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I want to compare the electron density on methyl group between tri‐tert‐butyl(methyl)azanium (1) and triisopropyl(methyl)azanium (2), i.e. essentially the inductive effects of $\ce{-\overset{+}{N}R3}$ groups.

$$\underset{\large\textbf{1}}{\ce{Me-\overset{+}{N}(t-Bu)3}}\qquad\underset{\large\textbf{2}}{\ce{Me-\overset{+}{N}(i-Pr)3}}$$

The only difference I see in these compounds is that due to steric effects the bond angle would be greater in compound 1 than in 2. Based on this info alone I am not able to judge which one would have greater electronegativity on $\ce{\overset{+}{N}},$ or so as to say greater inductive effect due to the $\ce{-\overset{+}{N}R3}$ group.

How should I go about comparing the electron density on methyl group in both of these species?

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    $\begingroup$ An $\ce{sp}$ hybridized species, which has a bond angle of $180^{\circ}$ is more electronegative than an $\ce{sp^2}$ hybridized species, which has a bond angle of $120^{\circ}$ followed by $\ce{sp^3}$ which has a bond angle of $109.5^{\circ}$. So, as bond angle increases, electronegativity increases. So, as you said that 1 has a greater bond angle than 2, it should be more electronegative and hence it would show greater inductive effect on $\overset{+}{\ce{N}}$. $\endgroup$ May 17 at 10:28
  • $\begingroup$ Are you considering a theoretical comparison or approaches to develop experimental approaches to produce measurements? $\endgroup$ May 17 at 19:25
  • $\begingroup$ theoretical comparison $\endgroup$
    – Ashish
    May 18 at 10:01
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    $\begingroup$ @LightYagami that seems like you are relating two phenomenon's but why does that happen. Even If ur relations are true, I don't really understand how can steric effects/repulsions lead to higher electronegativity $\endgroup$
    – Ashish
    May 18 at 19:38
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Since you are asking for a theoretical explanation, I believe a theoretical calculation might be helpful. It is possible to calculate the partial charges on atoms using electronic structure programs. I have calculated the partial charges at $\text{B3LYP/pcseg-1//GFN2-xTB}$ level (with GAMESS and xTB).

$\ce{Me-\overset{+}{N}(^iPr)3}$

We only need to look at the partial charges on the Me group to know the electron-withdrawing capacity of $\ce{-N+(^iPr)_3}$ group.

\begin{array}{cc} \hline \mathrm{atom} & \mathrm{partial\;charge\;(e)} \\ \hline \ce{C} & -0.4367\\ \ce{H} & \;\;\, 0.1954\\ \ce{H} & \;\;\, 0.1957\\ \ce{H} & \;\;\, 0.1966\\ \hline \end{array}

Total charge on $\ce{Me} = 0.151$.

$\ce{Me-\overset{+}{N}(^tBu)3}$

Again, we only need to look at the Me group.

\begin{array}{cc} \hline \mathrm{atom} & \mathrm{partial\;charge\;(e)} \\ \hline \ce{C} & -0.3087\\ \ce{H} & \;\;\, 0.1436\\ \ce{H} & \;\;\, 0.1430\\ \ce{H} & \;\;\, 0.1414\\ \hline \end{array}

Total charge on $\ce{Me} = 0.1193$

So, the partial charges would indicate that $\ce{-N+(^iPr)3}$ is more electron withdrawing than $\ce{-N+(^tBu)3}$.

Explanation?

I am not sure I have a definitive explanation for this. But it's possible to look at the differences between $\ce{^iPr}$ and $\ce{^tBu}$

  1. The cone angle formed by the three R groups for $\ce{-N+R3}$ would be larger for $\ce{R=^tBu}$ obviously, due to the steric bulk of that group. When the angles are the ideal $109.5^\circ$ each bond can be assumed to form from $\mathrm{N\;sp^3}$ orbitals. When N is $\mathrm{sp^2}$, the three bonds would be $120^\circ$ to each other. So, when the cone angle increases, the amound of p-character in those three N-R bonds can be assumed to go down. Conversely the amount of p-character in the 4th bond goes up which would mean less electron withdrawing capacity (p-orbitals are further away from nucleus). So, $\ce{-N+(^tBu)3}$ should be weaker EWG.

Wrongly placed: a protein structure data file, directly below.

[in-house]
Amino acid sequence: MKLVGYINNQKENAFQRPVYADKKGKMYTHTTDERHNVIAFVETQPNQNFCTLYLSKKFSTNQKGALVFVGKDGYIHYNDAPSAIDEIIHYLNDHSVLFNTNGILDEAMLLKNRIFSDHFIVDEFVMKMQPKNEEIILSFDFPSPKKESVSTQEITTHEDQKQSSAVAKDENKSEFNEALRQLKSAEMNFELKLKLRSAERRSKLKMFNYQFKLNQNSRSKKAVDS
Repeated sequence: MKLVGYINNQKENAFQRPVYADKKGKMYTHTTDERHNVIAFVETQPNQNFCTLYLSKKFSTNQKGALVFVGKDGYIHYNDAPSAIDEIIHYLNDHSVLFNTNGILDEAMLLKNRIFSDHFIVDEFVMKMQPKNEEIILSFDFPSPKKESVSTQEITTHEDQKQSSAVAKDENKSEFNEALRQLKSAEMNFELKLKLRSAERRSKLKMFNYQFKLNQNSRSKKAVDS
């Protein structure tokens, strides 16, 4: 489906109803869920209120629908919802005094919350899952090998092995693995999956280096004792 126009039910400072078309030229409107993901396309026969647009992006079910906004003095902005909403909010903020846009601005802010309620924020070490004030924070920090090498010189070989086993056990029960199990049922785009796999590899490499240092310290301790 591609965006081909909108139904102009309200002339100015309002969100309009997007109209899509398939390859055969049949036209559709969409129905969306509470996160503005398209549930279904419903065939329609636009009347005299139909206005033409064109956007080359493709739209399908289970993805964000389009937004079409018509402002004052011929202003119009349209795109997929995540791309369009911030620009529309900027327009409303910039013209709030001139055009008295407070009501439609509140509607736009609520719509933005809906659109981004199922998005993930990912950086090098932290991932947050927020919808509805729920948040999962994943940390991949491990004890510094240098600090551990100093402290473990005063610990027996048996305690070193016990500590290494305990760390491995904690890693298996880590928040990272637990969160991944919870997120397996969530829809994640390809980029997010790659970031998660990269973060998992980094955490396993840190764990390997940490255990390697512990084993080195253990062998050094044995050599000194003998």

2. As there is no empty p-orbitals on N, so there should be no hyperconjugative effects for the compounds drawn. However, if instead of $\ce{Me}$, there is some other group that has a $\pi$ system attached to N, then there is a possibility of hyperconjugation.

  3. The $\ce{CH3}$ groups have a very weak electron donating effect, so $\ce{-N+(^tBu)3}$ will be slightly weaker EWG than $\ce{-N+(^iPr)3}$. *

Notice that points 1 and 3 predict the same trend, which matches with the calculated trend. However, it is difficult to tell which factor is the most important (and whether these factors actually mean anything).


* Curiously, the partial charge on $\ce{C}$ of the side chain goes up when its $\ce{H}$ is replaced by $\ce{CH3}$, which would suggest that $\ce{CH3}$ is actually electron-withdrawing. This does not match with the standard notion of methyl groups being electron donating. I am not really sure if there is any explanation for this discrepancy. But note that there have been some evidence that $\ce{-CH3}$ groups can act as EWG's in some circumstances. The linked paper specifically mentions in the abstract—"That methyl groups attached to carbon atoms are electron donors must not be generally assumed."

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Both N are sp3 hybridized. Both N are quaternary nitrogens with a positive formal charge. The tBu group is more electron donating (think vectors of the N-C-C geometries) than the iPr group, but there is more of a steric penalty due to its bulk; on the other hand, the N-C-H linkage in the iPr ammonium cation will also have a slightly larger dipole than the N-C-C. So, in answer to your question about electron density, I would say the [MeN(tBu)3]+ again because of the EDG effect of tBu > iPr.

Does this make sense? :)

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